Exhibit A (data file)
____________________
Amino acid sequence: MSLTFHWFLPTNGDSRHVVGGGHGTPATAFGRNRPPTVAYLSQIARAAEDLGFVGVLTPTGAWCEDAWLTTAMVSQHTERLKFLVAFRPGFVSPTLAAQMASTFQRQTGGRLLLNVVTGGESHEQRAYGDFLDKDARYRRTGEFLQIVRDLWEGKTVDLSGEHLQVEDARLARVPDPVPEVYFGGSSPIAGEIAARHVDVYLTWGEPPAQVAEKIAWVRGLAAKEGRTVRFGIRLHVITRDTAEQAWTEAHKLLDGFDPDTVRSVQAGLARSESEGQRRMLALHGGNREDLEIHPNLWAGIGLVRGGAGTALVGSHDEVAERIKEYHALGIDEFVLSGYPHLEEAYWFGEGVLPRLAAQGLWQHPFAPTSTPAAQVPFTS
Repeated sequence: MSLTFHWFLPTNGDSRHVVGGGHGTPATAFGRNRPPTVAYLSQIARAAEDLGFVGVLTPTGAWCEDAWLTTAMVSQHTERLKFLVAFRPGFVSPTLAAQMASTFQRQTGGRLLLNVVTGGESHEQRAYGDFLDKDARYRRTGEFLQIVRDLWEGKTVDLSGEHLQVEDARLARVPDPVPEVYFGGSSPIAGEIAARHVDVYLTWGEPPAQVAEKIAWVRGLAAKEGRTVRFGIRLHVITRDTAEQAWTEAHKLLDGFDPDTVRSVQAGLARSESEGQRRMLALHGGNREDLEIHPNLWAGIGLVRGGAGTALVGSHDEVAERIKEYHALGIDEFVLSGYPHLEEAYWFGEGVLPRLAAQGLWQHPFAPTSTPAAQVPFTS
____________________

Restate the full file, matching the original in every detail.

Amino acid sequence: MSLTFHWFLPTNGDSRHVVGGGHGTPATAFGRNRPPTVAYLSQIARAAEDLGFVGVLTPTGAWCEDAWLTTAMVSQHTERLKFLVAFRPGFVSPTLAAQMASTFQRQTGGRLLLNVVTGGESHEQRAYGDFLDKDARYRRTGEFLQIVRDLWEGKTVDLSGEHLQVEDARLARVPDPVPEVYFGGSSPIAGEIAARHVDVYLTWGEPPAQVAEKIAWVRGLAAKEGRTVRFGIRLHVITRDTAEQAWTEAHKLLDGFDPDTVRSVQAGLARSESEGQRRMLALHGGNREDLEIHPNLWAGIGLVRGGAGTALVGSHDEVAERIKEYHALGIDEFVLSGYPHLEEAYWFGEGVLPRLAAQGLWQHPFAPTSTPAAQVPFTS
Repeated sequence: MSLTFHWFLPTNGDSRHVVGGGHGTPATAFGRNRPPTVAYLSQIARAAEDLGFVGVLTPTGAWCEDAWLTTAMVSQHTERLKFLVAFRPGFVSPTLAAQMASTFQRQTGGRLLLNVVTGGESHEQRAYGDFLDKDARYRRTGEFLQIVRDLWEGKTVDLSGEHLQVEDARLARVPDPVPEVYFGGSSPIAGEIAARHVDVYLTWGEPPAQVAEKIAWVRGLAAKEGRTVRFGIRLHVITRDTAEQAWTEAHKLLDGFDPDTVRSVQAGLARSESEGQRRMLALHGGNREDLEIHPNLWAGIGLVRGGAGTALVGSHDEVAERIKEYHALGIDEFVLSGYPHLEEAYWFGEGVLPRLAAQGLWQHPFAPTSTPAAQVPFTS